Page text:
The Jessica Fletchers
By: Peter Gaston
Let’s be glad the Jessica Fletchers favored octogenarian drama over cheesy sitcoms. Could you imagine a band called the Kirk Camerons or the Alex P. Keatons? Or even worse, the Bob Sagets? Sorry, Bob’s just indelibly etched into my brain after his guest spot on this week’s episode of Entourage; the Olsen twins must be horrified. Anyhow, like Jessica Fletcher — the bed-and-breakfast sleuth portrayed by Angela Lansbury on Murder, She Wrote — this Norwegian quintet would have been mighty hot in the ’60s. Their sophomore set, Less Sophistication, is a stripped down homage to groovy British pop replete with shagadelic beats, cooing vocals, vintage instrumentation, and gritty guitar jangles.
It’s refreshing to hear a record that rather intentionally sounds as if it was recorded directly to tape on a bare bones budget with nary a computer in sight. Songs like the Kinks-y “Summer Holiday & Me” sound like they came straight off one of those Top of the Pops highlight reels on VH1 Classic, with the band all dressed in matching outfits and lip-syncing their performance into strange looking fake microphones. The girls in frilly miniskirts and dudes in turtlenecks and slacks — the ones that eerily remind us of our parents — would do “the swim” or shimmy along to the flute-led jam “How Unlucky (Can You Possibly Get)?” atop pastel colored platforms.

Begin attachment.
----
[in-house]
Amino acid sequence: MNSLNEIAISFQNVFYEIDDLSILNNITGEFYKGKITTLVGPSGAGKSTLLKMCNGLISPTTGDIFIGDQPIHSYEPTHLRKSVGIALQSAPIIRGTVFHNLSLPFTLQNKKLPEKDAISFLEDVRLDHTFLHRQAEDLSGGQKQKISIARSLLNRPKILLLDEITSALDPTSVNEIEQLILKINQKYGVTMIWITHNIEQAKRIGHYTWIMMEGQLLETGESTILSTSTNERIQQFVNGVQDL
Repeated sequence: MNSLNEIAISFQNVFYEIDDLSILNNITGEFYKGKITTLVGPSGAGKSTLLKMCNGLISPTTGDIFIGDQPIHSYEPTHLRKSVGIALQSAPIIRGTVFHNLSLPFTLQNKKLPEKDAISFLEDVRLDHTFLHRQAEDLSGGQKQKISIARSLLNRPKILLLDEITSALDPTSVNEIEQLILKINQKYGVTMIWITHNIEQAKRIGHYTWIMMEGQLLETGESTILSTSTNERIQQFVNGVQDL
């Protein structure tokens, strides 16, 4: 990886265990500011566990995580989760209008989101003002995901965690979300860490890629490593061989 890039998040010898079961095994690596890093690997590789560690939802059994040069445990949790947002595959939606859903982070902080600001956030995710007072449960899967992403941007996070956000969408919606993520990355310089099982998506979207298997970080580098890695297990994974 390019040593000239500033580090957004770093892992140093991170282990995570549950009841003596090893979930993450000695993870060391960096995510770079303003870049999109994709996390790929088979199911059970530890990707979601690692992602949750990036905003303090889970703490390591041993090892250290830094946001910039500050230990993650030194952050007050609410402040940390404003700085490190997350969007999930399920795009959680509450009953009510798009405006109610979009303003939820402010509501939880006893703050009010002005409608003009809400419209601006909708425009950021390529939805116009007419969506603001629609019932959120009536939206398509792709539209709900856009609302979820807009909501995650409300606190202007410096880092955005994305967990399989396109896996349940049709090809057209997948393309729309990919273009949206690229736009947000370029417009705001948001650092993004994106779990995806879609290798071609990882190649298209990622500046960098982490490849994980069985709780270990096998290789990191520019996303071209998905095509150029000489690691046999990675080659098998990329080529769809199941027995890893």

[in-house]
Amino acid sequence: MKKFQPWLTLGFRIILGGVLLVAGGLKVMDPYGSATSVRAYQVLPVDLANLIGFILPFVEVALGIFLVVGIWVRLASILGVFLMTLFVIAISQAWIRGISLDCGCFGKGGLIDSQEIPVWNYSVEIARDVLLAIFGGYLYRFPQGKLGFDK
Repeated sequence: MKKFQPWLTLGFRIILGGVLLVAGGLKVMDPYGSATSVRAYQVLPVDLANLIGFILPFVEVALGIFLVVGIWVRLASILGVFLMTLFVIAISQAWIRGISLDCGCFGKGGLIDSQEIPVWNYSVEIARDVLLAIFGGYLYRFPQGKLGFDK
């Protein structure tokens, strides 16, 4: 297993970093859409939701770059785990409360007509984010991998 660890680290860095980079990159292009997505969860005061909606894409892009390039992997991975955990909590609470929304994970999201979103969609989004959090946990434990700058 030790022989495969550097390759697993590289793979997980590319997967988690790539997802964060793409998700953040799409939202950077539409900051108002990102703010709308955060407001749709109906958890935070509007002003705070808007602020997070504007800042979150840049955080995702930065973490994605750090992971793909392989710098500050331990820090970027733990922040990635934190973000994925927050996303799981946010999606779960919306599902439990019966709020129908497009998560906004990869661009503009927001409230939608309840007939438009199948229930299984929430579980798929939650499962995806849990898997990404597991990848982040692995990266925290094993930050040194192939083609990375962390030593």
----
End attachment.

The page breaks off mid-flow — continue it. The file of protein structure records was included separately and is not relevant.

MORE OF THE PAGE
The pristine pop on Less Sophistication and the rest of the Fletchers’ canon developed in sharp contrast to the metal and prog-rock that reigned supreme in Drammen, a small suburb of Oslo that the Fletchers call home. Seems like that must have been the case throughout Scandinavia: That lovely corner of the globe has, in recent years, consistently delivered savvy, retro pop acts like the Hives, Shout Out Louds, Kings of Convenience, and Mando Diao, to name a few. A mention of those, however, won’t make your grandparents’ eyes light up like the Jessica Fletchers will.
Links: The Jessica Fletchers